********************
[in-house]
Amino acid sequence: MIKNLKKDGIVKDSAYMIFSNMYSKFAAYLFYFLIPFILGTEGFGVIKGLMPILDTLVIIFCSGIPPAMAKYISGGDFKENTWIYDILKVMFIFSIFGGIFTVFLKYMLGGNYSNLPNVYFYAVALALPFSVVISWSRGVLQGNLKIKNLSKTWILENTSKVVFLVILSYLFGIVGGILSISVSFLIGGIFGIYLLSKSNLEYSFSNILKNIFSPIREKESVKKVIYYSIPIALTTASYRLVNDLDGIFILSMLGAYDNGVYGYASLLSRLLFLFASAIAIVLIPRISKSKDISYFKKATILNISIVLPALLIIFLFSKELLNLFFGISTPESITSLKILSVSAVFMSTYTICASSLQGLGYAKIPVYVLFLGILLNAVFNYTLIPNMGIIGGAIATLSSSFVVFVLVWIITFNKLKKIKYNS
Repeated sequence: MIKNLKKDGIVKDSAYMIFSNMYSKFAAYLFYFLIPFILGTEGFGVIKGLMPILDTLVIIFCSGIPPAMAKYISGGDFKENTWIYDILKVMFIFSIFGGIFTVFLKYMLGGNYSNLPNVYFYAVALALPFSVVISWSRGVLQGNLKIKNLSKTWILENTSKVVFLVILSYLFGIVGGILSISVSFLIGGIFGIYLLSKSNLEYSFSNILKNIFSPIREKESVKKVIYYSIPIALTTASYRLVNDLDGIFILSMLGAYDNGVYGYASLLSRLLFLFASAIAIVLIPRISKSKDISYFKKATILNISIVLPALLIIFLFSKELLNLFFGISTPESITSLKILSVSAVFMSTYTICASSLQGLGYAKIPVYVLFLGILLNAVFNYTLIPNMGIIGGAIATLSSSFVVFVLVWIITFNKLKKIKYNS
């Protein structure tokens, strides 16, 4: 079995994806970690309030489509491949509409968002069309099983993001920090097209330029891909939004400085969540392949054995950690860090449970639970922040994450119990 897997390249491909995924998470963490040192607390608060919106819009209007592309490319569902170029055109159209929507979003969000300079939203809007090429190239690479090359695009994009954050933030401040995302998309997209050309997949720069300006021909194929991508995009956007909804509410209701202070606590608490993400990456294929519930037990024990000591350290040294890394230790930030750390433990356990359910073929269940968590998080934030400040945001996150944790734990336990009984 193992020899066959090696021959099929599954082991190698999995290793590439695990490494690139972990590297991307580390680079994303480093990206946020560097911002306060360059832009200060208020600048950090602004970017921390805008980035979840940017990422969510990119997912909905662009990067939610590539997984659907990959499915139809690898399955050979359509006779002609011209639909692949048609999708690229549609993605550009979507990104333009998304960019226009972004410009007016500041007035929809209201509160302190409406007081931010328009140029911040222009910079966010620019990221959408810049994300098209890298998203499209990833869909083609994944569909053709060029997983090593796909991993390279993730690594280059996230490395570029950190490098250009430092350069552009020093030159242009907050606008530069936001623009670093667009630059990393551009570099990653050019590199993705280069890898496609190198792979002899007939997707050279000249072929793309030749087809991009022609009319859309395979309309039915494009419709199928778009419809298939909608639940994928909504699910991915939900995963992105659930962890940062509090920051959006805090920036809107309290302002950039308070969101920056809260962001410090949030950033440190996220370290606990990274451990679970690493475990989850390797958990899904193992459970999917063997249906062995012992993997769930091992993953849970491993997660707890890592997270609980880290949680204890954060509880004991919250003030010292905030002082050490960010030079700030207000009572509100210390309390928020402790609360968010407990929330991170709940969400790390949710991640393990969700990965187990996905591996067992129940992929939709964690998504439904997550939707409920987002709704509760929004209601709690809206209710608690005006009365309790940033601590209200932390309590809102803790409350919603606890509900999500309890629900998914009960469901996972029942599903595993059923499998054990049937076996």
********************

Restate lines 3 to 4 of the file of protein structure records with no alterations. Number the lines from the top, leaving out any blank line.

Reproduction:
Repeated sequence: MIKNLKKDGIVKDSAYMIFSNMYSKFAAYLFYFLIPFILGTEGFGVIKGLMPILDTLVIIFCSGIPPAMAKYISGGDFKENTWIYDILKVMFIFSIFGGIFTVFLKYMLGGNYSNLPNVYFYAVALALPFSVVISWSRGVLQGNLKIKNLSKTWILENTSKVVFLVILSYLFGIVGGILSISVSFLIGGIFGIYLLSKSNLEYSFSNILKNIFSPIREKESVKKVIYYSIPIALTTASYRLVNDLDGIFILSMLGAYDNGVYGYASLLSRLLFLFASAIAIVLIPRISKSKDISYFKKATILNISIVLPALLIIFLFSKELLNLFFGISTPESITSLKILSVSAVFMSTYTICASSLQGLGYAKIPVYVLFLGILLNAVFNYTLIPNMGIIGGAIATLSSSFVVFVLVWIITFNKLKKIKYNS
């Protein structure tokens, strides 16, 4: 079995994806970690309030489509491949509409968002069309099983993001920090097209330029891909939004400085969540392949054995950690860090449970639970922040994450119990 897997390249491909995924998470963490040192607390608060919106819009209007592309490319569902170029055109159209929507979003969000300079939203809007090429190239690479090359695009994009954050933030401040995302998309997209050309997949720069300006021909194929991508995009956007909804509410209701202070606590608490993400990456294929519930037990024990000591350290040294890394230790930030750390433990356990359910073929269940968590998080934030400040945001996150944790734990336990009984 193992020899066959090696021959099929599954082991190698999995290793590439695990490494690139972990590297991307580390680079994303480093990206946020560097911002306060360059832009200060208020600048950090602004970017921390805008980035979840940017990422969510990119997912909905662009990067939610590539997984659907990959499915139809690898399955050979359509006779002609011209639909692949048609999708690229549609993605550009979507990104333009998304960019226009972004410009007016500041007035929809209201509160302190409406007081931010328009140029911040222009910079966010620019990221959408810049994300098209890298998203499209990833869909083609994944569909053709060029997983090593796909991993390279993730690594280059996230490395570029950190490098250009430092350069552009020093030159242009907050606008530069936001623009670093667009630059990393551009570099990653050019590199993705280069890898496609190198792979002899007939997707050279000249072929793309030749087809991009022609009319859309395979309309039915494009419709199928778009419809298939909608639940994928909504699910991915939900995963992105659930962890940062509090920051959006805090920036809107309290302002950039308070969101920056809260962001410090949030950033440190996220370290606990990274451990679970690493475990989850390797958990899904193992459970999917063997249906062995012992993997769930091992993953849970491993997660707890890592997270609980880290949680204890954060509880004991919250003030010292905030002082050490960010030079700030207000009572509100210390309390928020402790609360968010407990929330991170709940969400790390949710991640393990969700990965187990996905591996067992129940992929939709964690998504439904997550939707409920987002709704509760929004209601709690809206209710608690005006009365309790940033601590209200932390309590809102803790409350919603606890509900999500309890629900998914009960469901996972029942599903595993059923499998054990049937076996």